What caught my attention when I first heard of the Vish Puri trilogy of novels (hat tip to my friend Bhavika for recommending them to me) were the quirky titles: The Case of the Missing Servant, The Case of the Man Who Died Laughing, and The Case of the Deadly Butter Chicken. Written by British freelance journalist Tarquin Hall, the trilogy is about Vish Puri – “India’s Most Private Investigator” – and outlandish mysteries that have been solved by him. Think of Vish Puri as an Indian version of Sherlock Holmes, although it’s a comparison that causes much chagrin to the detective who dismisses Holmes as a “veritable upstart”.
(You may have heard of Tarquin Hall’s book Salaam Brick Lane, which, along with Hanif Kureishi’s The Buddha of Suburbia, is one of the best pieces of literature on Asian culture in Britain in my opinion.)
Each novel has a colourful premise: an investigation into the “character” of boy matched for ‘arranged’ marriage, a missing servant in a wealthy family, a prominent scientist murdered by an apparition of the Hindu goddess Kali, the father of a Pakistani cricketer poisoned at a high-society. Assisting Vish Puri in his investigations is an ensemble cast of minions with bizarre code names such as “Facecream”, “Handbrake”, and “Tubelight” and a plethora of relatives you would expect of a stereotypical Indian “extended family”. There’s also Vish Puri mother “Mummyji”, who is a retired school principal and fancies herself as a bit of a detective too; for some reason, her description reminded me of Modern School Vasant Vihar’s principal Goldy Malhotra. Not quite sure whether that was indeed the inspiration!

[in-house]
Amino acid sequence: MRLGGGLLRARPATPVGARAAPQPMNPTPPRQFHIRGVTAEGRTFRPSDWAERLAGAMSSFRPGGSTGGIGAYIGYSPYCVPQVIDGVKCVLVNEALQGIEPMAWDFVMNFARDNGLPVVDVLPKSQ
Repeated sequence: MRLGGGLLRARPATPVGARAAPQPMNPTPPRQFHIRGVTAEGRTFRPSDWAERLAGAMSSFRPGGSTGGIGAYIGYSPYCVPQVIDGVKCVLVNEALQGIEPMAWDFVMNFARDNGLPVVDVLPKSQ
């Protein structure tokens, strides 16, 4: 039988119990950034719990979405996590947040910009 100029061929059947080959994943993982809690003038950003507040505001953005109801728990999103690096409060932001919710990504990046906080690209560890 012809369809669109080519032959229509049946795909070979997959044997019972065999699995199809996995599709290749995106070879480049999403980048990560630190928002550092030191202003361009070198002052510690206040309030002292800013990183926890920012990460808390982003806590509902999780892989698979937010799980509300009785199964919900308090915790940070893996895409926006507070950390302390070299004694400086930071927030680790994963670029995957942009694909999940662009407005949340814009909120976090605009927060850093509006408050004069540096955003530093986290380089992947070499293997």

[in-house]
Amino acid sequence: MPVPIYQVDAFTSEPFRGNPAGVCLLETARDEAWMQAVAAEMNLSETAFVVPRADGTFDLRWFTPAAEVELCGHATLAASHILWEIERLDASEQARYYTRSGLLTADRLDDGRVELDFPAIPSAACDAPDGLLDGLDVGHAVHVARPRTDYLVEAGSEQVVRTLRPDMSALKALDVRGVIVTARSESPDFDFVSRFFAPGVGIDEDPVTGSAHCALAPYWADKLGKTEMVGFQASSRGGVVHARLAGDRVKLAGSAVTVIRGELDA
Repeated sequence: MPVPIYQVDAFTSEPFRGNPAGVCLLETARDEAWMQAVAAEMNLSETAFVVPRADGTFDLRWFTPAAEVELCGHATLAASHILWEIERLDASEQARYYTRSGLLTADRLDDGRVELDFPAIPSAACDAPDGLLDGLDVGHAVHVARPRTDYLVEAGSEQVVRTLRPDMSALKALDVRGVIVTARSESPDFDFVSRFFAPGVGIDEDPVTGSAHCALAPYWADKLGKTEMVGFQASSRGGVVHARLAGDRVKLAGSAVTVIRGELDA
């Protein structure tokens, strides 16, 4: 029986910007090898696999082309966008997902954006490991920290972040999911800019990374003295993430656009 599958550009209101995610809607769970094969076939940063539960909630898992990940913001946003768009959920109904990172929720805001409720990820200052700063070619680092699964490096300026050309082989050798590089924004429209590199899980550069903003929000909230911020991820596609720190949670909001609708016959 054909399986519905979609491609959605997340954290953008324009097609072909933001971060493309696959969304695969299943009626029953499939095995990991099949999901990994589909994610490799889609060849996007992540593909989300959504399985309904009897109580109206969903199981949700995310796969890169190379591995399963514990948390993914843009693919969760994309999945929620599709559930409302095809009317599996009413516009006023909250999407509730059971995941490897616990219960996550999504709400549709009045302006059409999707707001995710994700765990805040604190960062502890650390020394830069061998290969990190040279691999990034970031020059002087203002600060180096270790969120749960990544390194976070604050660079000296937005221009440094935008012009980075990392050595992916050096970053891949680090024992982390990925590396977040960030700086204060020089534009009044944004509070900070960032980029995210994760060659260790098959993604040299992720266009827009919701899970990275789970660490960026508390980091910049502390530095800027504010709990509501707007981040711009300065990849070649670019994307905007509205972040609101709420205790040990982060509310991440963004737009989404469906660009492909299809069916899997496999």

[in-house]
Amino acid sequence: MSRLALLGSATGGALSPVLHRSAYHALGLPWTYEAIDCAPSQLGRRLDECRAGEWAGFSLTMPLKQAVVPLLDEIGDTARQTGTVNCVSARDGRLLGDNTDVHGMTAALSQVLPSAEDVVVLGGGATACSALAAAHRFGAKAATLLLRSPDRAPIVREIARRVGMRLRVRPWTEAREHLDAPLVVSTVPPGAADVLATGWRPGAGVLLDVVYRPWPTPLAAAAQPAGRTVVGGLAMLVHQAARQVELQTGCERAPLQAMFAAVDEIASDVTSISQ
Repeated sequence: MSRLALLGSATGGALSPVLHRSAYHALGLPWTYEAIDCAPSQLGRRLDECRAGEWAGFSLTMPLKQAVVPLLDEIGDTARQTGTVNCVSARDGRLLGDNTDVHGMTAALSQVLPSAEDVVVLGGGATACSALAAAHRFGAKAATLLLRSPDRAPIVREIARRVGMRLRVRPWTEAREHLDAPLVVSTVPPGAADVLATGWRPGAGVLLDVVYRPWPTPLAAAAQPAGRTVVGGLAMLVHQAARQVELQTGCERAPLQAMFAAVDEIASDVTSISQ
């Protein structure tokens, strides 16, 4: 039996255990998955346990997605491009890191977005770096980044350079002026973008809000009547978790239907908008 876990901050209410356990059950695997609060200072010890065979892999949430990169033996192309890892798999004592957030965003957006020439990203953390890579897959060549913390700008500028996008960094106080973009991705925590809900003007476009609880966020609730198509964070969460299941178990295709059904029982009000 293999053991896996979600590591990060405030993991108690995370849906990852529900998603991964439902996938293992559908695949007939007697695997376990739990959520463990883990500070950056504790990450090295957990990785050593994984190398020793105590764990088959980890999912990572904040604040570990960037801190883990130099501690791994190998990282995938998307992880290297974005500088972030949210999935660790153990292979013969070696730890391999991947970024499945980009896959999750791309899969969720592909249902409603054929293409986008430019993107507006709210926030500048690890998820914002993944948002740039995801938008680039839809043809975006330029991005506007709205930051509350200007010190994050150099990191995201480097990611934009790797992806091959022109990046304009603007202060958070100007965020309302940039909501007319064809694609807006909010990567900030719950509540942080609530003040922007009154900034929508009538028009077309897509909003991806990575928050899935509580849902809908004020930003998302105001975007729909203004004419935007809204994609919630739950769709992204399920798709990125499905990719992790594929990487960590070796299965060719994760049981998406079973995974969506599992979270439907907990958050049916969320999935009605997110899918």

The mysteries themselves are not hard to figure out – that’s not the allure of these novels. Novels about India tend to fall into staid categories, either going for the foreign-born Indian returning home (The Namesake), or rural Indians on their journey climbing up in prosperity (The White Tiger, Life of Pi). Hall goes beyond the remit of a detective novel, providing insightful social commentary into the transformative changes that have been sweeping through India’s urban elite in the past two decades in a way that only an outsider – an expat – can. His descriptions of Delhi’s Punjabi culture are written with local speech mannerisms that do come across as forced at times, but the pace and light-hearted tone of the novels keep the reader engaged. (Oh, and the descriptions of food! That’s partly what made be yearn coming back to India last year in winter.)
While Vish Puri may not be able to dethrone Satyajit Ray’s Feluda novels for the crown of best Indian fictional detective, he is a colourful enough character to make it worth an enjoyable read. Also, Tarquin Hall’s blog is quite funny.